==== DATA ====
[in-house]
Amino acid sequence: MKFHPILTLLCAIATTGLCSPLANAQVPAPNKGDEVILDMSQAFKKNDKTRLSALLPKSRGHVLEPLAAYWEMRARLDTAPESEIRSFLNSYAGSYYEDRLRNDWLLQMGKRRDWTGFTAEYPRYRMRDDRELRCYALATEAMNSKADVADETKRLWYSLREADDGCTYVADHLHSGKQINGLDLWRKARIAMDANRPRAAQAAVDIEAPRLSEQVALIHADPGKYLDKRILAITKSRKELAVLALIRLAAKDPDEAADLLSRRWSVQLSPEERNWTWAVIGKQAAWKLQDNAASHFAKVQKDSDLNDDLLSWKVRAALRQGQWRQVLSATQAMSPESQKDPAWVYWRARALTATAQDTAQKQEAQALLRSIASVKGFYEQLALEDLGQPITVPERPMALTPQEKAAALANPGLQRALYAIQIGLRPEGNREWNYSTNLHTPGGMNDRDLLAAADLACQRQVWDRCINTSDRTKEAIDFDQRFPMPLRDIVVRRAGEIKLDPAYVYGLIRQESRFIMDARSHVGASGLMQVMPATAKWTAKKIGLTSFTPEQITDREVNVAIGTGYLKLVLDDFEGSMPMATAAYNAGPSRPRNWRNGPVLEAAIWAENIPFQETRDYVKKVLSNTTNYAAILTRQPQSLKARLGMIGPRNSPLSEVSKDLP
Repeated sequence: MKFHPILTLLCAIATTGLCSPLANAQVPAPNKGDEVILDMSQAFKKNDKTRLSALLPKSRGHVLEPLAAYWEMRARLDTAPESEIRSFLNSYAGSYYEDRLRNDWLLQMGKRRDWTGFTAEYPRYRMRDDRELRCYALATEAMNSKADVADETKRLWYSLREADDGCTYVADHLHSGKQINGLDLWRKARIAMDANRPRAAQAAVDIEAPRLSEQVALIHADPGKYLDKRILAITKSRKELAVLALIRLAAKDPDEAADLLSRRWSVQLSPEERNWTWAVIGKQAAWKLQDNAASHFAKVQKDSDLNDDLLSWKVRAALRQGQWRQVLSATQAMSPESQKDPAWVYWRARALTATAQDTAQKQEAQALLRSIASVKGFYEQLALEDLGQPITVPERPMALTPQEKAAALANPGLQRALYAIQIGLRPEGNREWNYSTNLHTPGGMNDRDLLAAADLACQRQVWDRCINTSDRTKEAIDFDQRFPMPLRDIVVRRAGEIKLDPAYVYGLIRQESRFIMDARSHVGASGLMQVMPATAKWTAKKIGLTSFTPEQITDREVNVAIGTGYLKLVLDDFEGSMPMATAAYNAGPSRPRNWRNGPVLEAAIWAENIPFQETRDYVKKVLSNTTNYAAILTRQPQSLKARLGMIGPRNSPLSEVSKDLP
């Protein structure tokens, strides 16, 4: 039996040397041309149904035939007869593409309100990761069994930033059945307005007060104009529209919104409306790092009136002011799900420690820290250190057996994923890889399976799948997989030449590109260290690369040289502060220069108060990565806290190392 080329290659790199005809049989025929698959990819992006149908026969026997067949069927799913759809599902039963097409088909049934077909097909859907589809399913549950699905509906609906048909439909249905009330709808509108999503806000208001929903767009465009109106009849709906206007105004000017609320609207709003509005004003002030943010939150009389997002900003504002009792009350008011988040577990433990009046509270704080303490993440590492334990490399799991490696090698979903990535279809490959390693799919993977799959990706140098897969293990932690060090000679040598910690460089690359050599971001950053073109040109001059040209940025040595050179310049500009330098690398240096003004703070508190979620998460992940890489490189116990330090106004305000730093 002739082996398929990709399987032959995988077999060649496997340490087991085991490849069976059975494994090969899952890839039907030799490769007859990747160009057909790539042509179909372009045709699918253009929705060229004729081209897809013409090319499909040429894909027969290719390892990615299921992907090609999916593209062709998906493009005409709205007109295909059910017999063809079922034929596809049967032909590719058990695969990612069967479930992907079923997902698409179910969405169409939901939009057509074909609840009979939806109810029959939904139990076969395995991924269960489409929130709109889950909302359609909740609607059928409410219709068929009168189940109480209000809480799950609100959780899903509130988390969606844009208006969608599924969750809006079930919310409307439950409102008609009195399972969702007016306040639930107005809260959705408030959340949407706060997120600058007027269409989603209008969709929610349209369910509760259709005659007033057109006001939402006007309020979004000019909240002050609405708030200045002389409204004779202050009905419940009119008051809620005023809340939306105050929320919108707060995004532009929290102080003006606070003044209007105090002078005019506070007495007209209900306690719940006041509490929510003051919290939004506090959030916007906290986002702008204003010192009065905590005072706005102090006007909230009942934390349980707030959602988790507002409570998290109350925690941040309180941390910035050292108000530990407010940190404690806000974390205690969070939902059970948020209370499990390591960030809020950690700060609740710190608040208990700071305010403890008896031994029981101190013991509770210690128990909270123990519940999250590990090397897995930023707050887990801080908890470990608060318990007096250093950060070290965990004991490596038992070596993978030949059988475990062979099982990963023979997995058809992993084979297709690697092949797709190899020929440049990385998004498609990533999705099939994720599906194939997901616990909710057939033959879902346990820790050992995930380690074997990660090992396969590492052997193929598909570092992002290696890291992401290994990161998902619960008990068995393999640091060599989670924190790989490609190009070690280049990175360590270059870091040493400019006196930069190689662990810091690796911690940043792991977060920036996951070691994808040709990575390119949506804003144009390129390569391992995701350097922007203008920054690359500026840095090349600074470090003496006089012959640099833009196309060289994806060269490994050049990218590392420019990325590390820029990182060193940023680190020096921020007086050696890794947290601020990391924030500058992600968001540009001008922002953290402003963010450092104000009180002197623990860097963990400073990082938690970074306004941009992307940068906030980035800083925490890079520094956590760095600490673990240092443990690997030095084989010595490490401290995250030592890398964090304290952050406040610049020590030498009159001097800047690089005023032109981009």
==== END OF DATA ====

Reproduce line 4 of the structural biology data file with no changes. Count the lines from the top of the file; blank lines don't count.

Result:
């Protein structure tokens, strides 16, 4: 039996040397041309149904035939007869593409309100990761069994930033059945307005007060104009529209919104409306790092009136002011799900420690820290250190057996994923890889399976799948997989030449590109260290690369040289502060220069108060990565806290190392 080329290659790199005809049989025929698959990819992006149908026969026997067949069927799913759809599902039963097409088909049934077909097909859907589809399913549950699905509906609906048909439909249905009330709808509108999503806000208001929903767009465009109106009849709906206007105004000017609320609207709003509005004003002030943010939150009389997002900003504002009792009350008011988040577990433990009046509270704080303490993440590492334990490399799991490696090698979903990535279809490959390693799919993977799959990706140098897969293990932690060090000679040598910690460089690359050599971001950053073109040109001059040209940025040595050179310049500009330098690398240096003004703070508190979620998460992940890489490189116990330090106004305000730093 002739082996398929990709399987032959995988077999060649496997340490087991085991490849069976059975494994090969899952890839039907030799490769007859990747160009057909790539042509179909372009045709699918253009929705060229004729081209897809013409090319499909040429894909027969290719390892990615299921992907090609999916593209062709998906493009005409709205007109295909059910017999063809079922034929596809049967032909590719058990695969990612069967479930992907079923997902698409179910969405169409939901939009057509074909609840009979939806109810029959939904139990076969395995991924269960489409929130709109889950909302359609909740609607059928409410219709068929009168189940109480209000809480799950609100959780899903509130988390969606844009208006969608599924969750809006079930919310409307439950409102008609009195399972969702007016306040639930107005809260959705408030959340949407706060997120600058007027269409989603209008969709929610349209369910509760259709005659007033057109006001939402006007309020979004000019909240002050609405708030200045002389409204004779202050009905419940009119008051809620005023809340939306105050929320919108707060995004532009929290102080003006606070003044209007105090002078005019506070007495007209209900306690719940006041509490929510003051919290939004506090959030916007906290986002702008204003010192009065905590005072706005102090006007909230009942934390349980707030959602988790507002409570998290109350925690941040309180941390910035050292108000530990407010940190404690806000974390205690969070939902059970948020209370499990390591960030809020950690700060609740710190608040208990700071305010403890008896031994029981101190013991509770210690128990909270123990519940999250590990090397897995930023707050887990801080908890470990608060318990007096250093950060070290965990004991490596038992070596993978030949059988475990062979099982990963023979997995058809992993084979297709690697092949797709190899020929440049990385998004498609990533999705099939994720599906194939997901616990909710057939033959879902346990820790050992995930380690074997990660090992396969590492052997193929598909570092992002290696890291992401290994990161998902619960008990068995393999640091060599989670924190790989490609190009070690280049990175360590270059870091040493400019006196930069190689662990810091690796911690940043792991977060920036996951070691994808040709990575390119949506804003144009390129390569391992995701350097922007203008920054690359500026840095090349600074470090003496006089012959640099833009196309060289994806060269490994050049990218590392420019990325590390820029990182060193940023680190020096921020007086050696890794947290601020990391924030500058992600968001540009001008922002953290402003963010450092104000009180002197623990860097963990400073990082938690970074306004941009992307940068906030980035800083925490890079520094956590760095600490673990240092443990690997030095084989010595490490401290995250030592890398964090304290952050406040610049020590030498009159001097800047690089005023032109981009």